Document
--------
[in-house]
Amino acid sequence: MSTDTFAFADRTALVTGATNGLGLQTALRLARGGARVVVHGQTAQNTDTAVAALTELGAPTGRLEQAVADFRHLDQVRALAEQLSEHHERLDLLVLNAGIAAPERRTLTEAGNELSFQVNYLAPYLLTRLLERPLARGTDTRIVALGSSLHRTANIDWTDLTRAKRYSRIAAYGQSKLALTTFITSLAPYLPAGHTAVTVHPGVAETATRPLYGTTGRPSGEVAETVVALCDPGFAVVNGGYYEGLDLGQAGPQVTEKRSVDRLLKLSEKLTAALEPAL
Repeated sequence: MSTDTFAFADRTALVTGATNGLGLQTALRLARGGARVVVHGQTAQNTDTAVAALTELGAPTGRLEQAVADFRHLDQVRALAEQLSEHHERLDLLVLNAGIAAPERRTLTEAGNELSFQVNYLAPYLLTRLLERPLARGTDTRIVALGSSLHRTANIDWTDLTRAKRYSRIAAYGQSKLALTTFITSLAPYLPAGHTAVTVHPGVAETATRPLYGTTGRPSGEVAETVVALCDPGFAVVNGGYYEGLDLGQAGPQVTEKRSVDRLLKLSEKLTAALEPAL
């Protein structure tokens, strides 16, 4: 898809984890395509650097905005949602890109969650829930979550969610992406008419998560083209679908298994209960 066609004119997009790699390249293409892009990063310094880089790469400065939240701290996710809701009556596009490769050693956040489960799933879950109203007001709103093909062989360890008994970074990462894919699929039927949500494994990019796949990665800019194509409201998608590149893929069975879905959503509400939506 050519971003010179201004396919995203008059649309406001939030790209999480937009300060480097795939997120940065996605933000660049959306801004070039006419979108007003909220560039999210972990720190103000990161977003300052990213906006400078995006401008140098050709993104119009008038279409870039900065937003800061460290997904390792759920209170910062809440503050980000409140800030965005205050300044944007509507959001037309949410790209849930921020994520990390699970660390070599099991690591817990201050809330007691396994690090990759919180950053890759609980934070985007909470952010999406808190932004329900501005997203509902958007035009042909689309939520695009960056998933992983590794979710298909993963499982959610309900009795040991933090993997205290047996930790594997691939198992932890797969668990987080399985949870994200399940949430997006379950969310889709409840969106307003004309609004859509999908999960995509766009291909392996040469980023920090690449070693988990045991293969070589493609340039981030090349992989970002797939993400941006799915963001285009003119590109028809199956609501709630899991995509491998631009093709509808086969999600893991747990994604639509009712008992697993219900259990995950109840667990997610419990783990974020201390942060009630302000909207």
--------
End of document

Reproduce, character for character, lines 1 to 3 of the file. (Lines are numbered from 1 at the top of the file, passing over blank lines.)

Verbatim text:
[in-house]
Amino acid sequence: MSTDTFAFADRTALVTGATNGLGLQTALRLARGGARVVVHGQTAQNTDTAVAALTELGAPTGRLEQAVADFRHLDQVRALAEQLSEHHERLDLLVLNAGIAAPERRTLTEAGNELSFQVNYLAPYLLTRLLERPLARGTDTRIVALGSSLHRTANIDWTDLTRAKRYSRIAAYGQSKLALTTFITSLAPYLPAGHTAVTVHPGVAETATRPLYGTTGRPSGEVAETVVALCDPGFAVVNGGYYEGLDLGQAGPQVTEKRSVDRLLKLSEKLTAALEPAL
Repeated sequence: MSTDTFAFADRTALVTGATNGLGLQTALRLARGGARVVVHGQTAQNTDTAVAALTELGAPTGRLEQAVADFRHLDQVRALAEQLSEHHERLDLLVLNAGIAAPERRTLTEAGNELSFQVNYLAPYLLTRLLERPLARGTDTRIVALGSSLHRTANIDWTDLTRAKRYSRIAAYGQSKLALTTFITSLAPYLPAGHTAVTVHPGVAETATRPLYGTTGRPSGEVAETVVALCDPGFAVVNGGYYEGLDLGQAGPQVTEKRSVDRLLKLSEKLTAALEPAL